Originally posted by adam warlockSomething's wrong with the diagrams; in the first, white has only one Knight; in the second, he has two. My guess is Pf3 is supposed to be a Knight in the first diagram.
In a recent chess game I was playing black and achieved the following position (black to play):
[fen]r3k2r/ppp3p1/4qn2/2b1pp1p/2Pn2b1/P2P1P2/1P2B1PP/RNBQ1R1K b KQkq - 0 13[/fen]
What is your assessment of the position? What plans would you take as white and as black?
Me, as a patzer, I think that black is winning: white is underdeveloped in th ...[text shortened]... ctually ended by the way:
[fen]2k4r/ppp3p1/4q3/2b1p3/1PP3p1/P2P2K1/3Nn1P1/RNB5 w - -[/fen]
Originally posted by adam warlockI think if I were white I would resist the temptation to capture the Bishop and instead kick the Bc5 away with b4. I'd follow this up with Bb2, trying to trade off Black's nice N on d4.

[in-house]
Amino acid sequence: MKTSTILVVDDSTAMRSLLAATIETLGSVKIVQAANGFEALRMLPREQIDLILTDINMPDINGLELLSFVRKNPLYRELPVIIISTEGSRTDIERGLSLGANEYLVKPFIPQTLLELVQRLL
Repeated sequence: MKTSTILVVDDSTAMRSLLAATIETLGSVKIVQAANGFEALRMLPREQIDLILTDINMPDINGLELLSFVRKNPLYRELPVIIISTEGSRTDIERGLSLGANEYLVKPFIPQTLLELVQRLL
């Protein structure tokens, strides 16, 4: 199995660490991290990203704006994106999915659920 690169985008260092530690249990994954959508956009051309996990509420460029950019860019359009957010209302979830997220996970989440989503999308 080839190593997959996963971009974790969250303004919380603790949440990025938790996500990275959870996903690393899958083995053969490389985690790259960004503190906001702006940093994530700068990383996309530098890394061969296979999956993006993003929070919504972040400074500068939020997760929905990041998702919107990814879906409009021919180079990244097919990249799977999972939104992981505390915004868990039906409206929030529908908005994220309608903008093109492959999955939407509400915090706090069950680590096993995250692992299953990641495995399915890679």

Here it is as it should have been.
Originally posted by SwissGambitOk. But do you agree with my assessment that black is winning?
I think if I were white I would resist the temptation to capture the Bishop and instead kick the Bc5 away with b4. I'd follow this up with Bb2, trying to trade off Black's nice N on d4.
Originally posted by adam warlockAfter 14.Nb3 followed by 15.Be3, I don't think Black is quite winning yet. Sure, his position is better.
Ok. But do you agree with my assessment that black is winning?
I think that capturing the bishop is indeed taboo and opening up the h file really is asking for all kinds of trouble.
But this is what really happened in the game:
[pgn]1.e4 e5 2.Nf3 Nc6 3.c3 d5 4.exd5 Qxd5 5.d3 Bg4 6.Be2 f5 7.c4 Qe6 8.a3 Nf6 9.Nfd2 Bc5 10.O-O h5 11.Kh1 Nd4 12.f3 ...[text shortened]... .Kh4 Nxf4+ 20.Kg3 Nxe2# 0-1[/pgn]
Edit: After taking my bishop I think that 15. g3 was best.